January 22, 2010
By Kate Johnson
The earthquake in Haiti has delivered a different sort of seismic upheaval in the fields of both medicine and journalism, as professionals in both camps debate the ethics in the niche zone where their respective crafts overlap. Television MDs like Dr. Sanjay Gupta and Dr. Richard Besser have helped deliver babies and stitch up injuries with the cameras rolling, creating rumblings and debates about the blurring of journalistic and medical boundaries.
With journalistic clarity, The Society of Professional Journalists issued an unambiguous scolding: “Advocacy, self promotion, offering favors for news and interviews, injecting oneself into the story or creating news events for coverage is not objective reporting, and it ultimately calls into question the ability of a journalist to be independent, which can damage credibility,” SPJ President Kevin Smith said in a statement.
Characteristically, the American Medical Association was less specific and more cautious in urging restraint: “The spontaneous volunteer has no place in disaster response,” asserted James J. James, MD, DrPH, MHA, director of the Center for Public Health Preparedness and Disaster Response, at an American Medical Association (AMA) webinar.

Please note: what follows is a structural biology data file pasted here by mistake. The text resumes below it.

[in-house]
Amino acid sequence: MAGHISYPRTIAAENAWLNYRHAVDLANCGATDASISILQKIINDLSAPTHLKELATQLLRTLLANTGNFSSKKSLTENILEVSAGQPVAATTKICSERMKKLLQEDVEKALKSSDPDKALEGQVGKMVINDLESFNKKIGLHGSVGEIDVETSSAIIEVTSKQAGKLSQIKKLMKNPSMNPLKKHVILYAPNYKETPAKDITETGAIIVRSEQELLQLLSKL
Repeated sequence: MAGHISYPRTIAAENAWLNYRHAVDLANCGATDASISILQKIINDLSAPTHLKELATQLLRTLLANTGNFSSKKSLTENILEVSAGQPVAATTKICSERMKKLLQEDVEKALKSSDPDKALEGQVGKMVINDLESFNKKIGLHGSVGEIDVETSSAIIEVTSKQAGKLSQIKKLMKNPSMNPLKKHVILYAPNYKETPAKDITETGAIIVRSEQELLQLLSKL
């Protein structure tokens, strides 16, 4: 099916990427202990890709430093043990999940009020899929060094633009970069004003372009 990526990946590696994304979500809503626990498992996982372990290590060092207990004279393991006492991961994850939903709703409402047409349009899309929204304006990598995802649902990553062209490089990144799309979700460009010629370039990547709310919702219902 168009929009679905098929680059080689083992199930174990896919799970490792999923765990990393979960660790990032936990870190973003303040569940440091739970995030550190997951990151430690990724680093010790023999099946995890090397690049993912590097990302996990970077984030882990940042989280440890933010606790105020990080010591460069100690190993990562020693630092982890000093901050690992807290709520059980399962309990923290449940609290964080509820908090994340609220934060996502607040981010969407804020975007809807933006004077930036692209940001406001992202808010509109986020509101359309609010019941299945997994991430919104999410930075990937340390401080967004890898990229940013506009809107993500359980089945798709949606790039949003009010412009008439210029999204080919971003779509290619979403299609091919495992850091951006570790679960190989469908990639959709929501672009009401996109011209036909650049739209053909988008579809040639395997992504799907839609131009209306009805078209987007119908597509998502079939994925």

But still, the television networks -– including ABC, CBS, NBC and CNN –- are milking the coverage of their physician reporters for all it’s worth.
January 8, 2010
By Kate Johnson
It’s cold and snowy in Montreal and the other day, as I was skiing down a crusty slope, icy crystals stinging my eyeballs, I closed my eyes. I couldn’t help it. When sharp objects fly into your cornea, your lashes instinctively close – even if you are hurtling down an icy hill at top speed. I could have had a catastrophic crash (such things do happen in the blink of an eye), but I followed my blind instinct, and everything was fine. And even before my eyes had re-opened I realized, that this is what I – and many other journalists are doing right now, everyday, in our careers.
Winter has descended on the age-old profession of journalism, changing the landscape so drastically that all the landmarks are gone. Little remains of the theories and ground rules I studied for my journalism degree. “The business” as I knew it when I started out 23 years ago has transformed beyond anyone’s wildest predictions, “undergoing a level of change that presents both unprecedented peril and possibility”, according to health journalism expert Gary Schwitzer.